“I’d like to ensure that console games don’t lose their luster”
Toshihiro Nagoshi, the main man behind the celebrated Yakuza franchise and now Sega’s Chief Creative Officer, was recently interviewed by Japanese game publication Famitsu. The interview was translated by Polygon.
For those who have been concerned about Sega’s transition to digital titles and that may mean for big budget boxed fare, Nagoshi did his best to assure in the interview that Sega will do its best to support both physical and digital media:
I’d like to ensure that console games don’t lose their luster. Behind that, I suppose, is the concern that they will, indeed, become a thing of the past if we don’t do something. This isn’t new, but in a lot of different ways, the ‘social’ keyword is seeping into all parts of the console business. So part of me sees the console scene as endangered, something we have to act to support. I feel the need to keep that scene active so it doesn’t get shunted to the side, and even at this moment, I’m busy thinking of how we’ll keep titles like Yakuza going.
On that note, Nagoshi also discussed the success behind Phantasy Star Online 2, and the apparent internal struggle to make PC the lead platform for the sequel:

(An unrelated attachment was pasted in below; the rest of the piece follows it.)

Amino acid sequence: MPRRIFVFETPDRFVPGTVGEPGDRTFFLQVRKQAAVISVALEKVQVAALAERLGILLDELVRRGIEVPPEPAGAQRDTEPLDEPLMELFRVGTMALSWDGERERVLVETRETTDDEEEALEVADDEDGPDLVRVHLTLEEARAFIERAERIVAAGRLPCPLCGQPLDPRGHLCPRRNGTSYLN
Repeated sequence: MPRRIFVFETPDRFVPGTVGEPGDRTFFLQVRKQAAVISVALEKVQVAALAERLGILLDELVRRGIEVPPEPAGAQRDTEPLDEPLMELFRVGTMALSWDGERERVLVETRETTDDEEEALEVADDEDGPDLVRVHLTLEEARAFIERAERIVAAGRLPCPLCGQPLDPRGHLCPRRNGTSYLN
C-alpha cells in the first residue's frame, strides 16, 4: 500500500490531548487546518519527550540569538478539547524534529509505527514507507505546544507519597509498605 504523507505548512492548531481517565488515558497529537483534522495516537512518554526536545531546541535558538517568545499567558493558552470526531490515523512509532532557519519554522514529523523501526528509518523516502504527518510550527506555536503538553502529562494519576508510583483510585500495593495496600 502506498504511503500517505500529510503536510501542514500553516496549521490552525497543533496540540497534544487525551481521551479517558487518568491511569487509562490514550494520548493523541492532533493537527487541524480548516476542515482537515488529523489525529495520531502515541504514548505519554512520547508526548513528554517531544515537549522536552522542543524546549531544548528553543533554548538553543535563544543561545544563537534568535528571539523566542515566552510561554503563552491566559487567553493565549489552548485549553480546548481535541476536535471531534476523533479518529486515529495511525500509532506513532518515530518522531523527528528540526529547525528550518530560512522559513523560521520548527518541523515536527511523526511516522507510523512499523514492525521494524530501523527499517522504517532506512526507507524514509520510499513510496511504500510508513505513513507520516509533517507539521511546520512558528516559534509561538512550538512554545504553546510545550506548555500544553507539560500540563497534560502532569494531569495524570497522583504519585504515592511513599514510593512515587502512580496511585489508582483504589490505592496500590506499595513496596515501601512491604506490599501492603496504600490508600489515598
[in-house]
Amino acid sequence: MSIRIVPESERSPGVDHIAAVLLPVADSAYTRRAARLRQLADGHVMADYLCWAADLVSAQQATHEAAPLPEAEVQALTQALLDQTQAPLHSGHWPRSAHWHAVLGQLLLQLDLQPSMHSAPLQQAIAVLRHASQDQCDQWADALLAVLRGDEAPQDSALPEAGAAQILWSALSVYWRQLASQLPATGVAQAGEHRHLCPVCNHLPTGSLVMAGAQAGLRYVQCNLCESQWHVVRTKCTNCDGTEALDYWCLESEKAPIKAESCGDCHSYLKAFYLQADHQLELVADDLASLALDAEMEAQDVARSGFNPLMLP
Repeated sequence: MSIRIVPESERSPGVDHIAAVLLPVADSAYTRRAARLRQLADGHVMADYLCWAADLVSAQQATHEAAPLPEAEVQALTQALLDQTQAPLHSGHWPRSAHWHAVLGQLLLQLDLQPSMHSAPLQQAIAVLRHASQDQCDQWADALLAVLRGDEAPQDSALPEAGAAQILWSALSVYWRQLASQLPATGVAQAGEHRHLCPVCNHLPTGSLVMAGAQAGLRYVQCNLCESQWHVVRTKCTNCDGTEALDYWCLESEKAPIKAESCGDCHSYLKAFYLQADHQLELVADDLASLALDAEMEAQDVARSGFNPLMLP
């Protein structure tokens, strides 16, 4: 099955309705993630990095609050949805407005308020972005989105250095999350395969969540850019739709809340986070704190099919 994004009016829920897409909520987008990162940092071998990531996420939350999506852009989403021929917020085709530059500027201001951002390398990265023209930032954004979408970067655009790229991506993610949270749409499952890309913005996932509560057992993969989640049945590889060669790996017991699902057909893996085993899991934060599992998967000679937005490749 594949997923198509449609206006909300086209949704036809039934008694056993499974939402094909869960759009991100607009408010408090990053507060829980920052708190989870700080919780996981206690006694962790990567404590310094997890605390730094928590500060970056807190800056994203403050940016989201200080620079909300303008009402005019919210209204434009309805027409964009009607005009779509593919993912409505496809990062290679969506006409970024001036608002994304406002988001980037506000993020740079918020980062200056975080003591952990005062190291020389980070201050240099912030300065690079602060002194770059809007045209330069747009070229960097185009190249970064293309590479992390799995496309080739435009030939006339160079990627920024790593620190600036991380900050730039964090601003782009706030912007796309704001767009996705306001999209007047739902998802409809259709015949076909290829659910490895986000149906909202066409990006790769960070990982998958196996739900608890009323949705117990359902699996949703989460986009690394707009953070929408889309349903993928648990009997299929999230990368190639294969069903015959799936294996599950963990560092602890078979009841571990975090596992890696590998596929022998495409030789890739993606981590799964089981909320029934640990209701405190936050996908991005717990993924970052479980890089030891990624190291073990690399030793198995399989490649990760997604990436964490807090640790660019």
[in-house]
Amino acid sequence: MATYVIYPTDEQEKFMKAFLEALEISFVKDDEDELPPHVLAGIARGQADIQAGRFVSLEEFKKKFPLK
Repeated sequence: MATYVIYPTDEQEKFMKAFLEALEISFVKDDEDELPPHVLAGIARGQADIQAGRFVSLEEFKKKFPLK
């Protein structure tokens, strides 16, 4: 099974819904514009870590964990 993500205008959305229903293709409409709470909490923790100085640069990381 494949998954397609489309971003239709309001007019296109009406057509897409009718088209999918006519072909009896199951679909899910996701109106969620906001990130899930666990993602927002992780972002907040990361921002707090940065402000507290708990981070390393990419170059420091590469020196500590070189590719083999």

I see possibilities with F2P across the industry; it all depends on what you do with it, but it took this team to show us what we could accomplish with this property. No company is ever unanimous when it makes decisions; there’s always doubt over how much you can trust someone who swears to you that they have a vision and they can make it happen. Launching Yakuza may have been a bit like that, but this is a large-scale online game, so the longer you run it, the more money it’ll cost us. PSO2 certainly taught Sega how hard it is to establish an online game and run it as a stable business, and I think Sega’s gained some major assets through that experience over the past year.
Nagoshi added that the recent acquisition of Relic will enable, in his words, “our strategy for tackling this genre,” referring to the real-time strategy genre. He also had a vision for what Sega and that unique logo should represent: “Things that seem crazy at first, but really surprise you when they take form.”
You can read the translated interview at the above cited link.